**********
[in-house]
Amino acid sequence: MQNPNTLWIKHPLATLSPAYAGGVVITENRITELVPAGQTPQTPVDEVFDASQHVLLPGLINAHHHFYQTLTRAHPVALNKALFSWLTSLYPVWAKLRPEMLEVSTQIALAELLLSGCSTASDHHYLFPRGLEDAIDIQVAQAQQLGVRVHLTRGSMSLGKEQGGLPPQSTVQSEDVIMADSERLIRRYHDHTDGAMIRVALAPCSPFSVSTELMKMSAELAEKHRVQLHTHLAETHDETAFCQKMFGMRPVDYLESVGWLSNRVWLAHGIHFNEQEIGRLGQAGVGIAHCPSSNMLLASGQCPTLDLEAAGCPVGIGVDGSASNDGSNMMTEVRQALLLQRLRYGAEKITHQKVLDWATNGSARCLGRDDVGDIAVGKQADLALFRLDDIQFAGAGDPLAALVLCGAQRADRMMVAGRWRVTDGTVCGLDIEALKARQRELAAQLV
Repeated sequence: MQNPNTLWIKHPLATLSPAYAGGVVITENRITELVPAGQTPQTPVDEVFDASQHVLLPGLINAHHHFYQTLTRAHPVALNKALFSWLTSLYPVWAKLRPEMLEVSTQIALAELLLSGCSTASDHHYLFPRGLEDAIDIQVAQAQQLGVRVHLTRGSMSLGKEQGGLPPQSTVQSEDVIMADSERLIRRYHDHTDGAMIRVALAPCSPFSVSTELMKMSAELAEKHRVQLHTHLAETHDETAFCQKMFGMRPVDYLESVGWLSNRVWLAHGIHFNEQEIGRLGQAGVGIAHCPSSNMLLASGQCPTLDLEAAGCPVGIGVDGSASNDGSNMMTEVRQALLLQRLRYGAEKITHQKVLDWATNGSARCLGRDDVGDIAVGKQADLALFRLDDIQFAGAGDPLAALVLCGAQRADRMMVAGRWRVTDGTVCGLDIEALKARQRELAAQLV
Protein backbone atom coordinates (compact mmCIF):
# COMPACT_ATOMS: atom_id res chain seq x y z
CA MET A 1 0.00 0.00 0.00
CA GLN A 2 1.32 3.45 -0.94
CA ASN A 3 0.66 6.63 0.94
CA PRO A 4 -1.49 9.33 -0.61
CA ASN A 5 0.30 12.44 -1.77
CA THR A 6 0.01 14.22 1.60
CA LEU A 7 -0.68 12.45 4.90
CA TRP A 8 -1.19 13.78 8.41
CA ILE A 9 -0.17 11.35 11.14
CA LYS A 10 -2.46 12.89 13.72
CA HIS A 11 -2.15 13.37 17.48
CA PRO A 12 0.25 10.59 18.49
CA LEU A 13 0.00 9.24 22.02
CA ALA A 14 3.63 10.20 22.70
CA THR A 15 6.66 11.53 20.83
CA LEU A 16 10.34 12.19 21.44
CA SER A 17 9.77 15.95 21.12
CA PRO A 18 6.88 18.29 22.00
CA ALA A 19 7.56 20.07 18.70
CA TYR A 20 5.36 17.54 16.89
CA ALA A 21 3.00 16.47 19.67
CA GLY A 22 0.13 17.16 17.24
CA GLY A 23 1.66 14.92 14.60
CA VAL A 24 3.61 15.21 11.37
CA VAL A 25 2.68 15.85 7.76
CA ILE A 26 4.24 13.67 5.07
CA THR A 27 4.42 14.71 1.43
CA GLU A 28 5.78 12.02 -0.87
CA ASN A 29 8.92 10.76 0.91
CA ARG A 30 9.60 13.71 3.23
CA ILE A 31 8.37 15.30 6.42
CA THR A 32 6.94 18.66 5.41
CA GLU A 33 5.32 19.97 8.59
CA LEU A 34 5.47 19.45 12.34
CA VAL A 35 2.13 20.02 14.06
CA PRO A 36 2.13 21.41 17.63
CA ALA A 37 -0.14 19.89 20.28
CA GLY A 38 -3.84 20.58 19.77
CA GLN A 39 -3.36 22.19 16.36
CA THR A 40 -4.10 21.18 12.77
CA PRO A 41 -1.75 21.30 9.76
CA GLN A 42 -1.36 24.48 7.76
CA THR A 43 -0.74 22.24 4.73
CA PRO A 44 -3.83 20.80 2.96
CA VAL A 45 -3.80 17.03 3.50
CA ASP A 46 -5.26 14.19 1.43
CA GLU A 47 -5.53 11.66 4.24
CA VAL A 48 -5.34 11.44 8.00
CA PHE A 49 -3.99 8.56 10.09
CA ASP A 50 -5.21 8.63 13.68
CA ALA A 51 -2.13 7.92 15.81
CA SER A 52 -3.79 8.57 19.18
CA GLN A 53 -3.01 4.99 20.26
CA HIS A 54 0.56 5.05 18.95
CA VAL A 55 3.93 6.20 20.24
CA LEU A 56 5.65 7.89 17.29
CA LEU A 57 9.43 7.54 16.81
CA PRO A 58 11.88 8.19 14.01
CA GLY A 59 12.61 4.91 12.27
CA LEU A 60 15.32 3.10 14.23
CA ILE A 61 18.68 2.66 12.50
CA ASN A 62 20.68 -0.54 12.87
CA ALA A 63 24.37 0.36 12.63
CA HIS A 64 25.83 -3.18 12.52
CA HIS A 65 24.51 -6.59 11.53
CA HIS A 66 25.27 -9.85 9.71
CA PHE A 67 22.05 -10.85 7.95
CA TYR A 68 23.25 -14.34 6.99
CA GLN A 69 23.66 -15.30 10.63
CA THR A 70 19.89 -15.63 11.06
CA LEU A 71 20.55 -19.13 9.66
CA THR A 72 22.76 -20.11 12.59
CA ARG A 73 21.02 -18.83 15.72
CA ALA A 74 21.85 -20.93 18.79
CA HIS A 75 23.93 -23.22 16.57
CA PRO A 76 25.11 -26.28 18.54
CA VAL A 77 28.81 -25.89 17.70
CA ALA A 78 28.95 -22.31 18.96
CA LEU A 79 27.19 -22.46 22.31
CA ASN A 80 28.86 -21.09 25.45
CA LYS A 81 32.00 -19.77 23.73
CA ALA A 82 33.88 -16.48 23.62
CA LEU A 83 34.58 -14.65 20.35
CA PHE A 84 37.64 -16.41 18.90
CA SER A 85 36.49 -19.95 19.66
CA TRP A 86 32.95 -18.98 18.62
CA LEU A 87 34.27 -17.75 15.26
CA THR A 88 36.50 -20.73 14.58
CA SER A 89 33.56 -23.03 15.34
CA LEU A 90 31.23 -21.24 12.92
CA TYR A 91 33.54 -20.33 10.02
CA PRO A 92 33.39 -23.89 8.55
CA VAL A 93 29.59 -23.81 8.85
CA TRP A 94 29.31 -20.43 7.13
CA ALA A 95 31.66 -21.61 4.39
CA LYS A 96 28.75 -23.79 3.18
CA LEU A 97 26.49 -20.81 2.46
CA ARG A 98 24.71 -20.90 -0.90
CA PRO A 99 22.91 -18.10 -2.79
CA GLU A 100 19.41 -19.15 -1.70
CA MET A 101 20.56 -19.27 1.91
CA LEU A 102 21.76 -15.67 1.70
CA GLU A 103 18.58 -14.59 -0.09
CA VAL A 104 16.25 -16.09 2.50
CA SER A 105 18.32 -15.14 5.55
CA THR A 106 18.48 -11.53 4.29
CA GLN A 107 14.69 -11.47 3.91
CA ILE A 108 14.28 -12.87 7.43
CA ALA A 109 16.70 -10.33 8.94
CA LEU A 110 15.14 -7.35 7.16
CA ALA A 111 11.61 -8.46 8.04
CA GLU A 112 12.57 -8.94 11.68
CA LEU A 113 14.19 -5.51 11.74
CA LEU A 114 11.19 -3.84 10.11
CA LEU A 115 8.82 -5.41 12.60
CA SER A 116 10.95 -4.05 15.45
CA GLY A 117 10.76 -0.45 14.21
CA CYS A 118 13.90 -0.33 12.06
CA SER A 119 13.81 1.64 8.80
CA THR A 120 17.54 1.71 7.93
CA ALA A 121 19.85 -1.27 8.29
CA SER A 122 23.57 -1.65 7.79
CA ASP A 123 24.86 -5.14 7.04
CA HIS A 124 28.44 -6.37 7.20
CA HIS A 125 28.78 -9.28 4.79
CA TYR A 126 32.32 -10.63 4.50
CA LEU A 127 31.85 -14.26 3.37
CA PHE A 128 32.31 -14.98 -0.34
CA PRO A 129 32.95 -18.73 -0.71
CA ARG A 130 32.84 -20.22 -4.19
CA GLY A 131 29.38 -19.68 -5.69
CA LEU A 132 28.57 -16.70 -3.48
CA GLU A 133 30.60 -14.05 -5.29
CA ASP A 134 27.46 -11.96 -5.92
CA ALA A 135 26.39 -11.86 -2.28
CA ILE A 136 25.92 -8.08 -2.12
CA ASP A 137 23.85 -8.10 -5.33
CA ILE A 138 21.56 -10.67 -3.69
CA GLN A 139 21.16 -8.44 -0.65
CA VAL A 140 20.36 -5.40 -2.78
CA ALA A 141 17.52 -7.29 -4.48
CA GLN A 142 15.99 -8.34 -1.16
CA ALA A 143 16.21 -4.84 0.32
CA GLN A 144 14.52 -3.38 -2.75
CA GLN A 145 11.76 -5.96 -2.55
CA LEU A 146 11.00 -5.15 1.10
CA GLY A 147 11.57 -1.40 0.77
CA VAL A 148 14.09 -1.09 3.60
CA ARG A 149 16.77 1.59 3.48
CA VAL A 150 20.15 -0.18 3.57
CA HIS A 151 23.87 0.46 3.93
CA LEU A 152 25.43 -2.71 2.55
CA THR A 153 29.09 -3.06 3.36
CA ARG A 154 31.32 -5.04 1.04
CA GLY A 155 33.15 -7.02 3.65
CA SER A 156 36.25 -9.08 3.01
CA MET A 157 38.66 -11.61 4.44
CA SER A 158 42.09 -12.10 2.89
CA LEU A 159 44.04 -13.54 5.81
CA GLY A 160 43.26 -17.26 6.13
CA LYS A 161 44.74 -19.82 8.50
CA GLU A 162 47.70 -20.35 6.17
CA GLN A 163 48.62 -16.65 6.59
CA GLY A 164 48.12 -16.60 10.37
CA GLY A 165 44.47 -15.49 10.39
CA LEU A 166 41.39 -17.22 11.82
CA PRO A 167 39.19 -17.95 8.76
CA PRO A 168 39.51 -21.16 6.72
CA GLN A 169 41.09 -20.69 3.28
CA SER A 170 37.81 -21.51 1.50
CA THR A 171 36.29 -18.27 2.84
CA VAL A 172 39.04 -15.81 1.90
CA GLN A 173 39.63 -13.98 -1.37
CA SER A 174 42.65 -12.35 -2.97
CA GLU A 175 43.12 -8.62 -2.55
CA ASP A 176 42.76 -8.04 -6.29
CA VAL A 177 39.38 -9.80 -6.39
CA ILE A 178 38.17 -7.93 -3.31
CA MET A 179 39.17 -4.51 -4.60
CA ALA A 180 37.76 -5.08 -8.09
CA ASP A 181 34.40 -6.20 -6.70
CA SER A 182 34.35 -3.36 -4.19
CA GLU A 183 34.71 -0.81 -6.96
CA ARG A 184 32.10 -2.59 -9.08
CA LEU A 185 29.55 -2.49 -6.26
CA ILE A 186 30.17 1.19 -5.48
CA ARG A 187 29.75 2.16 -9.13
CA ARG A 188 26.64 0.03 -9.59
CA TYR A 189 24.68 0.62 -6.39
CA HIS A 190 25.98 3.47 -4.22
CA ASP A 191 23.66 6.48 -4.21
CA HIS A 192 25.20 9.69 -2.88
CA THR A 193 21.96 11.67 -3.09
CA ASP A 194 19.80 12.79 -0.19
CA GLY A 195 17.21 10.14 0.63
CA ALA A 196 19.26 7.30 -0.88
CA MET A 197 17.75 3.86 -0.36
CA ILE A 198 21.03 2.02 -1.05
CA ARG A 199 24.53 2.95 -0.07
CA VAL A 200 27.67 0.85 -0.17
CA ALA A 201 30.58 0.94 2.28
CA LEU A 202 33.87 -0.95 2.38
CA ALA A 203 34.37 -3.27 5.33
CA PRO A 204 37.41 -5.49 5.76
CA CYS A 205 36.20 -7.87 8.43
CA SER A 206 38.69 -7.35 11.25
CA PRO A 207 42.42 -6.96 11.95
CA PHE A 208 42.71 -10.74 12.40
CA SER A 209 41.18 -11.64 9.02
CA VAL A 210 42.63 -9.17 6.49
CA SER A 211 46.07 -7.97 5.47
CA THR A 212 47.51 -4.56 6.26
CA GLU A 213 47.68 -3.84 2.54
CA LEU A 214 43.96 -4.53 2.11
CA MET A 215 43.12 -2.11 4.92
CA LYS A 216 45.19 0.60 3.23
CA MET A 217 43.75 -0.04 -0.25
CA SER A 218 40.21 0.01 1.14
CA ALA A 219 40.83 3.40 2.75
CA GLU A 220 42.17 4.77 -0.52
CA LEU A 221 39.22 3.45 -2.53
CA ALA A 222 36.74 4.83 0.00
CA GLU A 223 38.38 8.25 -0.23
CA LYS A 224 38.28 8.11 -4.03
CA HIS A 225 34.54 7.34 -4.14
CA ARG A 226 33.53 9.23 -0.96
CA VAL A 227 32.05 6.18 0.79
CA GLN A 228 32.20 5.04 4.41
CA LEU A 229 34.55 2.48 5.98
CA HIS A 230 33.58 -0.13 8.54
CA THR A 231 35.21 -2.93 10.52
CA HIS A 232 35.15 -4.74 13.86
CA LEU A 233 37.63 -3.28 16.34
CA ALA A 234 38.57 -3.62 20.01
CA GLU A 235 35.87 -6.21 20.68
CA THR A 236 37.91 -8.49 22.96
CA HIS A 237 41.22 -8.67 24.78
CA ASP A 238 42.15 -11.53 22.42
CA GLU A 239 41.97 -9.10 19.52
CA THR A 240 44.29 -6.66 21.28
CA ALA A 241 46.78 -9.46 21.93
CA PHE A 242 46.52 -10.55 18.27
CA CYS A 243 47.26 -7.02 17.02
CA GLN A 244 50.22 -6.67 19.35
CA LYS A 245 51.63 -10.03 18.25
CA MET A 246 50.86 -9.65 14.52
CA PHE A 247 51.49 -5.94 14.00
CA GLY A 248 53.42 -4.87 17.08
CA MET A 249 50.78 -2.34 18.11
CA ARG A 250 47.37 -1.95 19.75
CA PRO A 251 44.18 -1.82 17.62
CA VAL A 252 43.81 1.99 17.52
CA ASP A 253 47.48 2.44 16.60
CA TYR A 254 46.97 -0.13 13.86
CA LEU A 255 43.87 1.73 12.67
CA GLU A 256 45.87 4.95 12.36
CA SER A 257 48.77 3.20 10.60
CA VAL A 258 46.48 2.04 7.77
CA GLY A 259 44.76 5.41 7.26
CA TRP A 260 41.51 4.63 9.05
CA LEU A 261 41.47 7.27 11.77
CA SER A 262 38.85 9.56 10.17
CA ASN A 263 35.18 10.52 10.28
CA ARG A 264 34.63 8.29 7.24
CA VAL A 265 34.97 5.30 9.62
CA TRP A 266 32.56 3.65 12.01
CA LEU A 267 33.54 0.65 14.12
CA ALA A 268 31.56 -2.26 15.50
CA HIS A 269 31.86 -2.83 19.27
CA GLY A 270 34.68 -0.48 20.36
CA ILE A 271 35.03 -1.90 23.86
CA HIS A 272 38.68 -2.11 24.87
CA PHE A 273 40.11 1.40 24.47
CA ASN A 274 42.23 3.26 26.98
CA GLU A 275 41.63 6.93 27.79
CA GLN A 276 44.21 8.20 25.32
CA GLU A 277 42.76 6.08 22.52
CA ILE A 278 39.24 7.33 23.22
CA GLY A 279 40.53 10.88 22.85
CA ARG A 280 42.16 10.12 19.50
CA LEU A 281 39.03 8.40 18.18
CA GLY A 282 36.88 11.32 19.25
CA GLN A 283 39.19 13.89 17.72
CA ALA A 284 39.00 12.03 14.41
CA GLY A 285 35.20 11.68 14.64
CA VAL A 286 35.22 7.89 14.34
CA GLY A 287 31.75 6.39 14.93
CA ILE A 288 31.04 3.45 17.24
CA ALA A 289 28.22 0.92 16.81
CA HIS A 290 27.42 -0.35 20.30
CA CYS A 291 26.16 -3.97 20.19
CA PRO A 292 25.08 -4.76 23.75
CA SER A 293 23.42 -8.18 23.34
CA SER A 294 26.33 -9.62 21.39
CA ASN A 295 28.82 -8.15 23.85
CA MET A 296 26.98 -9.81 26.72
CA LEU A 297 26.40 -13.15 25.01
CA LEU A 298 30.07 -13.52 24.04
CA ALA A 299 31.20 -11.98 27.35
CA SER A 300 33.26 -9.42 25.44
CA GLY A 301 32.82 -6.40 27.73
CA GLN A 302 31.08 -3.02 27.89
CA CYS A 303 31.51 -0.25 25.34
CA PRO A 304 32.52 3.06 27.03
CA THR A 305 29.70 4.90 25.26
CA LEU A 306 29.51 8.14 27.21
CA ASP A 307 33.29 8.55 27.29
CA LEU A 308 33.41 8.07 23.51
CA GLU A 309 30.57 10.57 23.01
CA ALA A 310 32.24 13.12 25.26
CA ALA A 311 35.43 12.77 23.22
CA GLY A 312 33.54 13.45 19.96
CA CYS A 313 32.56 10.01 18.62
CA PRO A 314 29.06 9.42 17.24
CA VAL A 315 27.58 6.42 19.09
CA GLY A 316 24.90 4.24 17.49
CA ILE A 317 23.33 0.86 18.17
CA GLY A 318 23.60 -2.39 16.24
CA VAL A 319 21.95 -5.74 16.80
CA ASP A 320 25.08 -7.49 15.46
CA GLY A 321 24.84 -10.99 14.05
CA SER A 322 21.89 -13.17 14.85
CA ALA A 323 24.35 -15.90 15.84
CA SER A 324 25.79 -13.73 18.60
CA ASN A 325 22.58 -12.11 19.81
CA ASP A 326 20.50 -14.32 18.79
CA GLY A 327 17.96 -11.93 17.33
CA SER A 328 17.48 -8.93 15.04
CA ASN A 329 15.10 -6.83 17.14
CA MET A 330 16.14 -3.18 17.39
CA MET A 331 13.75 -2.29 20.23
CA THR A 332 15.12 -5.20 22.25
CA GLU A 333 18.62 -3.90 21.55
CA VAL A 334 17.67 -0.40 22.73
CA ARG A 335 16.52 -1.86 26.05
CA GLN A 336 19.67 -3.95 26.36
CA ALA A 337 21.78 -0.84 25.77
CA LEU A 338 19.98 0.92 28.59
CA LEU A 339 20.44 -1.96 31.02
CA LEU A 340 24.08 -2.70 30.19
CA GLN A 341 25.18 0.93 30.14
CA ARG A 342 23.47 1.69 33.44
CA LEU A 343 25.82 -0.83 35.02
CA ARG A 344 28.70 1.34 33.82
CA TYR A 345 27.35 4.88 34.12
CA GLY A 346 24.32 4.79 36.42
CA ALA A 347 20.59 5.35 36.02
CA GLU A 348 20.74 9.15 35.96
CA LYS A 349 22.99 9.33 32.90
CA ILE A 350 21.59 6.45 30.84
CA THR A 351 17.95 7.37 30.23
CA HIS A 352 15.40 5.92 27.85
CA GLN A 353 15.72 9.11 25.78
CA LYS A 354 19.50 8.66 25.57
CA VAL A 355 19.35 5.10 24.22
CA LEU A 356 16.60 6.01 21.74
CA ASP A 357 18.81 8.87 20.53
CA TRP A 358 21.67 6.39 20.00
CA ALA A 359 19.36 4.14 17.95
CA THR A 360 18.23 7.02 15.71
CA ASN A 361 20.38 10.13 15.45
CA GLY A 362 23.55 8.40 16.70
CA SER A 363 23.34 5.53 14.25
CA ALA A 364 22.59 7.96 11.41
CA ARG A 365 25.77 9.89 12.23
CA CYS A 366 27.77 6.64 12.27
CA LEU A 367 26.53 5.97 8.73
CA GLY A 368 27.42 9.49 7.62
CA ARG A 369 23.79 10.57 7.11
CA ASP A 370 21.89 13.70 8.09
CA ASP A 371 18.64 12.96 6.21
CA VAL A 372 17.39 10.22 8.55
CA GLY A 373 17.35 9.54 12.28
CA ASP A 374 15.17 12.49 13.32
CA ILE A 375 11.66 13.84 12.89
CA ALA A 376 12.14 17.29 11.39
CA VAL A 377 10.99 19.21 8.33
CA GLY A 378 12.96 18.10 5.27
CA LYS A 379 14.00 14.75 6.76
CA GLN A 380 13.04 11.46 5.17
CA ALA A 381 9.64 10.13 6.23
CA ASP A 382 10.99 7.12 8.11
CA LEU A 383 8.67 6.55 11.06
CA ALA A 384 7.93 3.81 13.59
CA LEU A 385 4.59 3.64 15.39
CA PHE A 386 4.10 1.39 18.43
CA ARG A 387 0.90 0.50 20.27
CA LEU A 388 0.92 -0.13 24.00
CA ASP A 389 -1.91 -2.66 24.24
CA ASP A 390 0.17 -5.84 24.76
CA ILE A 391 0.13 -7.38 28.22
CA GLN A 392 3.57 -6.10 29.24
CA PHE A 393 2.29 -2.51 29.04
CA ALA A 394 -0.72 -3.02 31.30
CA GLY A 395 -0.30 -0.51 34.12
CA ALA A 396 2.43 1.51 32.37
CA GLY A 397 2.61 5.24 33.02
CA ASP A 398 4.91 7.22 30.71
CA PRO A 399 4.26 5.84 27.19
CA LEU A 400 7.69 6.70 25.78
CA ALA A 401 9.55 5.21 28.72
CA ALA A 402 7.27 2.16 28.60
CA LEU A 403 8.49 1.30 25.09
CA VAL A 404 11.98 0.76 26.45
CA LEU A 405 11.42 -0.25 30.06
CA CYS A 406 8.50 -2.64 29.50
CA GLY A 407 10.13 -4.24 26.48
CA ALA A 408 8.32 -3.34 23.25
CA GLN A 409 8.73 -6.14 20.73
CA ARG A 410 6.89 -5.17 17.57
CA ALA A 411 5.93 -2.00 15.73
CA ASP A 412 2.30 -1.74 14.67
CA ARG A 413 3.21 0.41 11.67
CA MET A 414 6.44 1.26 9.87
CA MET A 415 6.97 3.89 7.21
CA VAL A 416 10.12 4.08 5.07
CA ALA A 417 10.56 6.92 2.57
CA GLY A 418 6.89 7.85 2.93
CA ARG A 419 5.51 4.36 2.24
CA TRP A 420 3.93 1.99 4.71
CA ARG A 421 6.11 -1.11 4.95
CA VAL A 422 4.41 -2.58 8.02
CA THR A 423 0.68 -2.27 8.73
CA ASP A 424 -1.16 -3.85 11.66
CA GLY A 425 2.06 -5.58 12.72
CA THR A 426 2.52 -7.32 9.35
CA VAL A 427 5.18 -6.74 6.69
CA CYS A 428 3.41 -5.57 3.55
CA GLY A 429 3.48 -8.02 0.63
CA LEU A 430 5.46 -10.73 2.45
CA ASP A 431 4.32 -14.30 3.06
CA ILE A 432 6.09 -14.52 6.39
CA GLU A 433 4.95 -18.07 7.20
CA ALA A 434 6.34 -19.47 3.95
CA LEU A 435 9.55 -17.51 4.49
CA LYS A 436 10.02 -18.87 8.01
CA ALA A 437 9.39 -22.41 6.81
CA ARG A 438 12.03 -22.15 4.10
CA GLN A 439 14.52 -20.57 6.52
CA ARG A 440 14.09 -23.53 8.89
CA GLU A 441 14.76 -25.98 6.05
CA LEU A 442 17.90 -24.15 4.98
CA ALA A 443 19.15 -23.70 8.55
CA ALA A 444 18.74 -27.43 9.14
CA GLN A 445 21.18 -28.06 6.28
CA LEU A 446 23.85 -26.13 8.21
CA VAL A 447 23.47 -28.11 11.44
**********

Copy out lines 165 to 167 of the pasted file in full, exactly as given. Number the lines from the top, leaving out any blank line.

CA GLY A 160 43.26 -17.26 6.13
CA LYS A 161 44.74 -19.82 8.50
CA GLU A 162 47.70 -20.35 6.17